"SpongeBob seems to have a different formula for doing that than most of
the shows that have pulled off the same trick in recent times."
For most successful cartoons in the last decade or so,
that formula has involved giving children fun characters, plot lines that
}“µúon't condescend, and knowing winks to the adults in the audience. Popular
shows like "The PowerPuff Girls," Professor Burke says, do this extremely
well. "They'll have giant monsters destroying a city, and they know
there's a portion of their audience that has seen Godzilla movies and
knows all the tropes and plot turns associated with Godzilla movies, so
they play that for laughs."
Of course, variations on that formula are at least as
old as Bugs Bunny and the Warner Bros. cartoons from the 1930's and 40's,
which routinely lobbed knowing, often irreverent tidbits over the heads of
children and into the laps of adults who recognized — and appreciated —
SpongeBob is rarely so overt in its subversion. The
characters are all somewhat stupid and unaware of themselves. Some are
grumpy and mean, but rarely malicious. But that's not to say that the show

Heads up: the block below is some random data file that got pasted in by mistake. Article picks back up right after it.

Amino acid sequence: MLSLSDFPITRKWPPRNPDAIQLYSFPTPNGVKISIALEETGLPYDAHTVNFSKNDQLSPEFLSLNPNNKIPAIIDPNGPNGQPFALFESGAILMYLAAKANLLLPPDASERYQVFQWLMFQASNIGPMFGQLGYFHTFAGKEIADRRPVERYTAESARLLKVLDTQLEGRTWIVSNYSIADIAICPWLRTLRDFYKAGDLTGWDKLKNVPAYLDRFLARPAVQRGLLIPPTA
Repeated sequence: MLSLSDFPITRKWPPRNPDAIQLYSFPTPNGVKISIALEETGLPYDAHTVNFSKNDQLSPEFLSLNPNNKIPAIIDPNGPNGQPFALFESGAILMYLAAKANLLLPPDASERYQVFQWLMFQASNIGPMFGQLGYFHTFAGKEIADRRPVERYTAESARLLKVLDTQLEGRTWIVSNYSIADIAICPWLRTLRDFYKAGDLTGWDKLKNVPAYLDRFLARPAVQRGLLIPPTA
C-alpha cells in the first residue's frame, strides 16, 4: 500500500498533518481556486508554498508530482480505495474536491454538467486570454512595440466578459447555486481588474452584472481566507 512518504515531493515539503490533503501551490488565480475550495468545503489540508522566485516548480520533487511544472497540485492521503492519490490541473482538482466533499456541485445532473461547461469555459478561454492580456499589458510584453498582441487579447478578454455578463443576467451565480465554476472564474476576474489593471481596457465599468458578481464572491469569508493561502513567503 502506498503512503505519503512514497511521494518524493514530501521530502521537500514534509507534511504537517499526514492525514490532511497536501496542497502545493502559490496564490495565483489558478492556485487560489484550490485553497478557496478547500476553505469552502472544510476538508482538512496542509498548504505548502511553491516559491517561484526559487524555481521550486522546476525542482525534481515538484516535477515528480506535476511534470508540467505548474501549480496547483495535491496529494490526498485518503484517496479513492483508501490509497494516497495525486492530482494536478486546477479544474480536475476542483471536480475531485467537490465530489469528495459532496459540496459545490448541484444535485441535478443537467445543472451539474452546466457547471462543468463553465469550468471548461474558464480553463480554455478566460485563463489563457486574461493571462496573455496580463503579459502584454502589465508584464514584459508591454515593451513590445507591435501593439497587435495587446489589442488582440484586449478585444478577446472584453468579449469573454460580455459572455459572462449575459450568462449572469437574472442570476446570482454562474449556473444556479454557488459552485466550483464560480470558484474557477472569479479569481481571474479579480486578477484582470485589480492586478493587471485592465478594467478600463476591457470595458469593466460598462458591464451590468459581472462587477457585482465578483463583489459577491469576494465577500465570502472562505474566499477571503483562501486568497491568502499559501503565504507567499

lacks a barbed wit that is firmly contemporary. There are plenty of subtle
scatological riffs and sly references to the banality of middle-American
life, for instance. Still, the show ends up evoking a civility that is
unusual in modern cartoons.
"There is something kind of unique about this," said
Robert Thompson, a professor of communications and director of the Center
for the Study of Popular Television at Syracuse University. "It seems to
be a refreshing breath from the pre-irony era. There's no sense of the
elbow-in-rib, tongue-in-cheek aesthetic that so permeates the rest of
American culture — including kids' shows like the `Rugrats.' "
BUT that apparent lack of sardonic self-awareness in a
culture defined by wiseguy knowingness may be exactly what works for
SpongeBob. Adults — and even kids — know the wink-and-nudge routine all
too well. "I think what's subversive about it is it's so incredibly nave —
deliberately," said Professor Thompson. "Because there's nothing in it
that's trying to be hip or cool or anything else, hipness can be grafted
Not surprisingly, SpongeBob's creator, Stephen
Hillenburg, says he's simply trying to make people laugh. He drew
inspiration, he says, from Charlie Chaplin, and from Peewee Herman — both
of whom made naiveté the core of their comedy. He also mentions Laurel and
Hardy. "Stan was always like this kid with this innocent view, and there's
always a certain amount of comedy that you can derive from that in a